• Julius Kipng'etich, former Director General (departed 2012)[8]
  • Ronald kipruto koech
  • Michael Kipkeu
  • Richard Leakey, Chairman of the Board of Trustees[9]
  • Kitili Mbathi, Director General (since 2016)[10]

See also[edit]

References[edit]

  1. ^ Kenya Wildlife Service Board of Trustees
  2. ^ Planet, Lonely; Ham, Anthony; Butler, Stuart; Starnes, Dean (2012-06-01). Lonely Planet Kenya. Lonely Planet Publications. ISBN 978-1-74321-306-3.
  3. ^ "Kenya Burns Largest Ever Ivory Stockpile". Fortune. Retrieved 2022-04-21.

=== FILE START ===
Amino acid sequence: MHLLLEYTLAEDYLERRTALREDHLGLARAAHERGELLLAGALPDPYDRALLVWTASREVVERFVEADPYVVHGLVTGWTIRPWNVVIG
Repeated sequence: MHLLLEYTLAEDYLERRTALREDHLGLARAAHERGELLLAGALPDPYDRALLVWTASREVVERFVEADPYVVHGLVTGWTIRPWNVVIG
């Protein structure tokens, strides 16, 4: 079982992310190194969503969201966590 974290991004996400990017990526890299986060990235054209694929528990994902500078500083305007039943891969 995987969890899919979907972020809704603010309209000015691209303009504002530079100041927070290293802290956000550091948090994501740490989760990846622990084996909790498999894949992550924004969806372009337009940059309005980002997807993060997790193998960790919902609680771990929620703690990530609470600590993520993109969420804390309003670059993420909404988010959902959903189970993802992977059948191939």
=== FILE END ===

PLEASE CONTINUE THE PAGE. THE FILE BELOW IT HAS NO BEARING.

4. ^ "Kenya Wildlife Service |". www.kws.go.ke. Retrieved 2020-05-29.
  5. ^ "About Us | Kenya Wildlife Service". www.kws.go.ke. Retrieved 2021-05-17.
  6. ^ "KWS Law Enforcement Academy | Kenya Wildlife Service". www.kws.go.ke. Retrieved 2021-05-17.
  7. ^ "KWS Law Enforcement Academy | Kenya Wildlife Service". www.kws.go.ke. Retrieved 2021-05-17.
  8. ^ "Archived copy". Archived from the original on 2016-08-07. Retrieved 2016-08-03.{{cite web}}: CS1 maint: archived copy as title (link)
  9. ^ "Africa Corporate Data | Investment in Africa | Africa Companies". Asokoinsight.com. Retrieved September 3, 2019.
  10. ^ "Kitili Mbathi BA, MBFD: Executive Profile & Biography - Businessweek". Bloomberg.com. Retrieved August 3, 2016.

External links[edit]